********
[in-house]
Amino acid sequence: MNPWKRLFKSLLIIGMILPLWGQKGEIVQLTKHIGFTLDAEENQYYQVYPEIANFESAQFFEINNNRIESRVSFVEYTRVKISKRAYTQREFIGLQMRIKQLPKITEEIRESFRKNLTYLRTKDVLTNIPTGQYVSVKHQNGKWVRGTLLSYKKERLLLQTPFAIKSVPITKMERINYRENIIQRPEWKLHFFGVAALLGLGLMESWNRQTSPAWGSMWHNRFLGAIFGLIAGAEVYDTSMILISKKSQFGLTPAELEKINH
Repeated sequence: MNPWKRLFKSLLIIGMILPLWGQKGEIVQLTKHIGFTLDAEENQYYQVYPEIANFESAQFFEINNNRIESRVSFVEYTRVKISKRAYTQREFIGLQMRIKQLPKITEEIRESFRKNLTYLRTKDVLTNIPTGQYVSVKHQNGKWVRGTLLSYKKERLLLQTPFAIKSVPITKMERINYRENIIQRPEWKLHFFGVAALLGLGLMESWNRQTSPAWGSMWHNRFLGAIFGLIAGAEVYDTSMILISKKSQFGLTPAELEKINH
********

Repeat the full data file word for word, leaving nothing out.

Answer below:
[in-house]
Amino acid sequence: MNPWKRLFKSLLIIGMILPLWGQKGEIVQLTKHIGFTLDAEENQYYQVYPEIANFESAQFFEINNNRIESRVSFVEYTRVKISKRAYTQREFIGLQMRIKQLPKITEEIRESFRKNLTYLRTKDVLTNIPTGQYVSVKHQNGKWVRGTLLSYKKERLLLQTPFAIKSVPITKMERINYRENIIQRPEWKLHFFGVAALLGLGLMESWNRQTSPAWGSMWHNRFLGAIFGLIAGAEVYDTSMILISKKSQFGLTPAELEKINH
Repeated sequence: MNPWKRLFKSLLIIGMILPLWGQKGEIVQLTKHIGFTLDAEENQYYQVYPEIANFESAQFFEINNNRIESRVSFVEYTRVKISKRAYTQREFIGLQMRIKQLPKITEEIRESFRKNLTYLRTKDVLTNIPTGQYVSVKHQNGKWVRGTLLSYKKERLLLQTPFAIKSVPITKMERINYRENIIQRPEWKLHFFGVAALLGLGLMESWNRQTSPAWGSMWHNRFLGAIFGLIAGAEVYDTSMILISKKSQFGLTPAELEKINH